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Bear Rinehart Goes in a New Direction
Posted August 10, 2019
By BPence,


This is the first solo album from Bear Rinehart, a founding member and lead singer of NEEDTOBREATHE, one of my favorite bands. The album and band are both named after his two sons Wilder and Woods. Rinehart has said that there are two distinct sides to the album. The Wilder side, which comprises most of the album, is all about love, flirtation and desire, while the Woods side is more serious and reflective. The song “Religion” falls onto the Woods side, and will surely get much discussion as to its meaning.
Musically, the album is a blend of soul, R&B and pop and features his excellent vocals. The album was recorded in East Nashville with producer Gabe Simon.  
Below are a few comments about each song.
Light Shine In – The opening song was written by Rinehart, Simon and Austin Jenkins. It starts quietly with acoustic guitar, before keys are added. It then quickly builds powerfully with guitar and backing vocals. For twenty years (the length of time he was in NEEDTOBREATHE), he was completely blind to all of his fears. Sometimes he wishes he was lost, as there’s nothing worse than being found. His plea is for the children of broken men to let their light shine in. The song ends with the acoustic guitar that opened it.
Sure Ain't – This song was produced by Simon and Josh Bruce Williams, and written by Rinehart, Williams and Andy Albert. It is a love song directed to his wife Mary. The song features electric guitar and drums. If she thinks she might kiss him, it sure wouldn’t break his heart.   
Someday Soon – This song was written by Rinehart. It features acoustic guitar, keys, strings, and backing vocals. Rinehart uses a higher range vocal, similar to Amos Lee for a part of the song. Someday soon these worries will roll on. He could use a reminder of what forgiveness is for. He encourages the person the song is directed to not to give up on the Kingdom, they’ll still be let in.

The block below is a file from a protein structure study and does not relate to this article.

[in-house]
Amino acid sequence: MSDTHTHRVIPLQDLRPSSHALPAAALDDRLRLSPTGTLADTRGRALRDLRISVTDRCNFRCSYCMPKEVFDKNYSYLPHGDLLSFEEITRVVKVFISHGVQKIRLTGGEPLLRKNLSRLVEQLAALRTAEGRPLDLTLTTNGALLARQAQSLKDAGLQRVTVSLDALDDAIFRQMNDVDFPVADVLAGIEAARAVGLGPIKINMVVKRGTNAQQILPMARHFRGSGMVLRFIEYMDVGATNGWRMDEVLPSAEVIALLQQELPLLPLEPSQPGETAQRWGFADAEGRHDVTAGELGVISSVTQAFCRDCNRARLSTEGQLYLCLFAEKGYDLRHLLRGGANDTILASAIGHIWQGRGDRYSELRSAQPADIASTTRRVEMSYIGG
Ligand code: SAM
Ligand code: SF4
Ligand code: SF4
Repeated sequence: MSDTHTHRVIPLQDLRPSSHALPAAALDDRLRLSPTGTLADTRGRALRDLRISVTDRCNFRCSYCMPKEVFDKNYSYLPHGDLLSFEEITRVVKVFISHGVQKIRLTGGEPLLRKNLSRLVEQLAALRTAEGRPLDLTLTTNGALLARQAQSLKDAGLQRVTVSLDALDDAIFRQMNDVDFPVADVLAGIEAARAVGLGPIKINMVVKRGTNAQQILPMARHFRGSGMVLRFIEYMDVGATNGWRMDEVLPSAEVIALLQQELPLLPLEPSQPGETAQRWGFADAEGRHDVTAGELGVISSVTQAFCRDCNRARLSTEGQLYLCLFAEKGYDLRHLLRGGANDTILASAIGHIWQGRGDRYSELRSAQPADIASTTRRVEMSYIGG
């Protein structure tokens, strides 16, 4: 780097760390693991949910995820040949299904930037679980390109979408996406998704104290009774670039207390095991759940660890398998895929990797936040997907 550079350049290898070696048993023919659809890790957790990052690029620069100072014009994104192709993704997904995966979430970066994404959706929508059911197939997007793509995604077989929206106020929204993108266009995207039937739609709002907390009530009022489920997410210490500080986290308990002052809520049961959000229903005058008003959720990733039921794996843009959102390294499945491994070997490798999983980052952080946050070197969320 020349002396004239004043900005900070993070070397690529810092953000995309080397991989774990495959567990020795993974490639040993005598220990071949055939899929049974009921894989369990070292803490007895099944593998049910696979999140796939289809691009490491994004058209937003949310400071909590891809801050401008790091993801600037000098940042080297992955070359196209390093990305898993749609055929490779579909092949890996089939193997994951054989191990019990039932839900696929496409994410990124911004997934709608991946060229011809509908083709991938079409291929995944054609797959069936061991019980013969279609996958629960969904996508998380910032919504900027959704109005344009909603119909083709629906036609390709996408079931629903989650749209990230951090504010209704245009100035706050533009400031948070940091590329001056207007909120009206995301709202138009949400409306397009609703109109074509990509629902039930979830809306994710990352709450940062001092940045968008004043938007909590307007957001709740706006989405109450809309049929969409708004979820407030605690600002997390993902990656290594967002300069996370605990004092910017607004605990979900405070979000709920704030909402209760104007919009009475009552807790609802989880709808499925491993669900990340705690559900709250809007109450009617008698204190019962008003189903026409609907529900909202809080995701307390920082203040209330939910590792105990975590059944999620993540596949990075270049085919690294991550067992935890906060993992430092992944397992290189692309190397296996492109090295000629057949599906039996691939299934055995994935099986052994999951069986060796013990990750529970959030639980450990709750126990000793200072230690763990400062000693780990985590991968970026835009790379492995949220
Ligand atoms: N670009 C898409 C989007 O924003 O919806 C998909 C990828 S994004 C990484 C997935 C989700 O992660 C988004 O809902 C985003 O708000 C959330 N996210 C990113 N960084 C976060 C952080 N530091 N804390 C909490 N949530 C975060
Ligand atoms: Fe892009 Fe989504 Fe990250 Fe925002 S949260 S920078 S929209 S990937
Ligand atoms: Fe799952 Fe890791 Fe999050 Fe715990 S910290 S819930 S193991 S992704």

Key lyric:
Don't think the battle's over just 'cause you say "Amen"
Supply & Demand – This easy-going R&B flavored love song was written by Rinehart. It opens with keys and features drums, backing vocals and a memorable hook.
Electric Woman – This love song was written by Rinehart. It features light percussion and light guitar at the beginning, picking up the beat on the chorus with a catchy drum beat, some higher range vocals and backing vocals. The electric woman is sending shocks through his body. He wants to be her electric man. He’s never been good at letting her go.     
Mary, You're Wrong – This R&B flavored love song to Rinehart’s wife was written by Rinehart and Simon. The song features keys, light percussion, guitar, organ, strings, and light backing vocals. She’s wrong if she’s thinking he would ever want to leave.
Feel – This mid-tempo love song was written by Rinehart, Simon and Kevin Griffin. The song features keys, bass, backing vocals, drums, backing vocals and a guitar solo mid-song. He wants to know if he is bound for rejection or all of her affection. He’s not going to cut and run. He wants to know if she feels the way he feels.
Hillside House – This mid-tempo love song was written by Rinehart and David Leonard. It features a good bass line, light guitar, drums, and backing vocals. It’s hard to think of their hillside house without her around. So, while they’re still young, and while they still can, he’s gonna wrap her up in his arms again.
What Gives You The Right – This love song was written by Rinehart, Simon and Trent Dabbs.  This song brings back some energy after a few slower songs, featuring guitar, drums, backing vocals and organ. What gives her the right to come and rescue him knowing that he would trust her, even if it meant his life.    
Key lyric:
I never planned for surrender
But I'm a fool for your splendor
Religion – This song was written by Rinehart and Simon. It features acoustic guitar and backing vocals. The song could be taken as Rinehart’s departure from the faith. We don’t know who he might be directing these lines to:  
You're a temptress, you're to blame
For the guilt I can't displace
Though there's winters and summers
And so much has changed
You're the fortress for my shame

Rinehart grew up as a pastor’s son. He sings:   
I was born in the shadows of preachers and saints
I was raised in a house of God
But the blood on my lips and the dirt on my face
Is all the religion I've got

Or he could be singing about a dead religion, not a true faith:
She's a needy harlequin
Built by greed and selfish men
Though it's easy to love her for all you discover
She's bound to fall again

“Religion” is a confusing song that will surely lead to much discussion about its meaning. It might refer to a dead faith, a rejection of religion, frustration with today's churches, venting about money and institutions and what they do to the Gospel, venting about the church's role in creating shame, etc. 

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